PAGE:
LSU’S Kragthorpe battles adversity
Assistant coach carries on despite Parkinson’s diagnosis, wife’s MS
BATON ROUGE — Dave Kragthorpe can tell his son, Steve, all about the travails of the coaching life — moving, losing, pressure and, finally, getting fired.
He cannot tell him, though, how to deal with Parkinson’s disease, which is what LSU offensive coordinator Steve Kragthorpe, 46, was diagnosed with last month. Kragthorpe stepped down from his coordinator and playcalling duties and will remain quarterbacks coach while he tries to cope with a degenerative disorder of the nervous system that has no cure.
“ I never had any serious health issues — just the normal dodging bullets with the public and alumni,” said the elder Kragthorpe, 78, who won a Division I-AA title at Idaho State in 1981 but was fired at Oregon State after six seasons in 1990. “ I was very fortunate. Now with Steve’s diagnosis, I’m 78 years old, and I’m the healthy one. It’s very hard to see your child go through something like this. I would certainly trade places with him in a heartbeat if I could.”
In the last 19 months, Steve Kragthorpe, a former head coach at Tulsa and Louisville, has faced his share of third and longs. He was fired by Louisville after the 2009 season. His wife, Cynthia, was diagnosed with multiple sclerosis, a disease also without cure, in 2010 while Kragthorpe was just starting as receivers coach at Texas A& M. When heart complications related to the disease arose in his wife, Kragthorpe took the 2010 season off to be closer to her and his three sons.
“ It was shocking for both of them to be diagnosed with such serious diseases,” Dave Kragthorpe said. “ He stays in shape. His life is very active. His wife’s is, too. She still goes to the gym on her good days. What the doctors have said to both of them is it’s very good to remain active.”
With his wife’s heart condition improved, Kragthorpe was hired at LSU in January, charged with rejuvenating struggling senior quarterback Jordan Jefferson’s career. But last month while at a LSU football camp, Kragthorpe experienced involuntary hand and arm shaking. He saw a doctor in Dallas and was diagnosed with Parkinson’s.
The plan is for Kragthorpe, who now is on medication, to be at practice daily and contribute to the game plan. He also will be in the press box for games with newly appointed offensive coordinator Greg Studrawa.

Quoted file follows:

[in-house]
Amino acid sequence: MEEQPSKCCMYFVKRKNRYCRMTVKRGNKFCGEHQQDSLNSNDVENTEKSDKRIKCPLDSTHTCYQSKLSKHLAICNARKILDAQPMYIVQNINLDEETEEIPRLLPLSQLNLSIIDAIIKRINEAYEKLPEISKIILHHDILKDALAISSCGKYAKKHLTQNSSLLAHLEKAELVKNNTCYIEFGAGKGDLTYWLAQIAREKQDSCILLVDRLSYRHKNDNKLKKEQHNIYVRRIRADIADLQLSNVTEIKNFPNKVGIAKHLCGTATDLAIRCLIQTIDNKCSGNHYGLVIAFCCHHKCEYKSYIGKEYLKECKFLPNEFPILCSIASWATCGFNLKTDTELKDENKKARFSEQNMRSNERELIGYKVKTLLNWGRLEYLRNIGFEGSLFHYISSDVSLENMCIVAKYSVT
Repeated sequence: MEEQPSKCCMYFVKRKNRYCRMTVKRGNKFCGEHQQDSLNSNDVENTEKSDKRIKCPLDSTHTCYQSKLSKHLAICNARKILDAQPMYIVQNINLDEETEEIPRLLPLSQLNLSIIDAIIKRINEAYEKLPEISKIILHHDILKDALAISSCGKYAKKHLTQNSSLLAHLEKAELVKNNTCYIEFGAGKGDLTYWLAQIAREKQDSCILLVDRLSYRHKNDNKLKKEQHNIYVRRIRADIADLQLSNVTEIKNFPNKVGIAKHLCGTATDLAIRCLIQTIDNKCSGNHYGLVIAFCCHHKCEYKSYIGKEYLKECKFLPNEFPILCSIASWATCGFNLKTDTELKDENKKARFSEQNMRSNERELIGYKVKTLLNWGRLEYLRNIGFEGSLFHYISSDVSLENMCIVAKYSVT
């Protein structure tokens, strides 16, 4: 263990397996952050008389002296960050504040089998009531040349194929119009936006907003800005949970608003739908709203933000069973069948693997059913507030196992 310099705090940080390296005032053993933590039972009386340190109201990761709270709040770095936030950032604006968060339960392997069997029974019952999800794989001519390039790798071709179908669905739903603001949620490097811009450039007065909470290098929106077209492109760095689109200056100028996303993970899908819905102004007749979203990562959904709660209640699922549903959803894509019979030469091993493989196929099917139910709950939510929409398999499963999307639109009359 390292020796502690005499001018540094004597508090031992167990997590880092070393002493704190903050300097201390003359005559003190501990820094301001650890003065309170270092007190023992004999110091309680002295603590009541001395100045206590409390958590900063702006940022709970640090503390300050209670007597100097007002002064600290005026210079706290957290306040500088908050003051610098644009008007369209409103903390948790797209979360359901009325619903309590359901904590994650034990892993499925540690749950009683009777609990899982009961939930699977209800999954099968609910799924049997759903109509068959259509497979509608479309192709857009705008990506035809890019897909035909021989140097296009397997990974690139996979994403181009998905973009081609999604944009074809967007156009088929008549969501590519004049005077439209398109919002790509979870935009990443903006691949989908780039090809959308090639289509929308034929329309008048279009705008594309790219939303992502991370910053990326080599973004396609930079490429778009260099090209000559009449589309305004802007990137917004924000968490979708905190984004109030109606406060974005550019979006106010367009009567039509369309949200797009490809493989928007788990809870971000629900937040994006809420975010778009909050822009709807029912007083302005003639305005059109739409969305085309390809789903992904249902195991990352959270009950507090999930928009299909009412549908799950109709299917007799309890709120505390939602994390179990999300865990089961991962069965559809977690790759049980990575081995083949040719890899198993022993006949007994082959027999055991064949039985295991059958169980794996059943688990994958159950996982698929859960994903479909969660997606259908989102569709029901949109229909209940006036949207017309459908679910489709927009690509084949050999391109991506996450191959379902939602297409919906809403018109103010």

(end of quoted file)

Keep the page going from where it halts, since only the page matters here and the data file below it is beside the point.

“ Stress can certainly aggravate the symptoms,” said Michael Puente, a neurologist in New Orleans who is not treating Kragthorpe but is a Parkinson’s specialist.
“ What I tell my patients is . . . they need a good exercise program, plenty of rest, a good diet — just a healthy lifestyle. I do not tell them to stop working.”
Puente said most of his patients get Parkinson’s in their 60s: “ It’s not a good thing that he has it in his 40s. It gets worse as you get older, but medicine can control it. And there are surgery options.”
When Kragthorpe called his older brother last month with “ something to tell him,” Kurt Kragthorpe, a sports columnist at The Salt Lake Tribune, braced for bad news. But he was not ready for what he heard.
“ I automatically thought it would be about Cynthia because I looked at the calendar, and it was almost the exact same date that he left Texas A& M,” Kurt said. “ And I thought, ‘ It’s happening again.’ Then to find out that it involved him was just mindboggling. He’s never had any type of illness that was abnormal. . . . Just when Cynthia is getting better, this happens.”
Something else shocked Kurt Kragthorpe, 50 — his little brother’s delivery.
“ That was part of how startling it was,” he said. “ It was like he was tellingmewhat he had for lunch that day. And one of the first things he said was, ‘ I’ve got to keep coaching because of Jordan Jefferson.’ ”
So far through preseason practice, Kragthorpe has appeared fine.
“ He’s normal,” Jefferson said. “ The only thing different is he shakes a little bit. He told us that he was taking medication, and everything should be good within a few weeks. He’s good. He still walks, still jogs, still throws.”
There might have to be days off or missed games down the road, which is why head coach Les Miles promoted Studrawa so the No. 4 Tigers will have “ uninterrupted leadership” of the offense.
No one in the family asked Kragthorpe to stop coaching, according to brother and father.
“ He wants to coach as long as he can,” his father said. “ His plan is to try to get through this year and then think about next year.”
Reduced role: Steve Kragthorpe, right, gave up his play-calling duties and instead will work with quarterbacks such as Zach Mettenberger.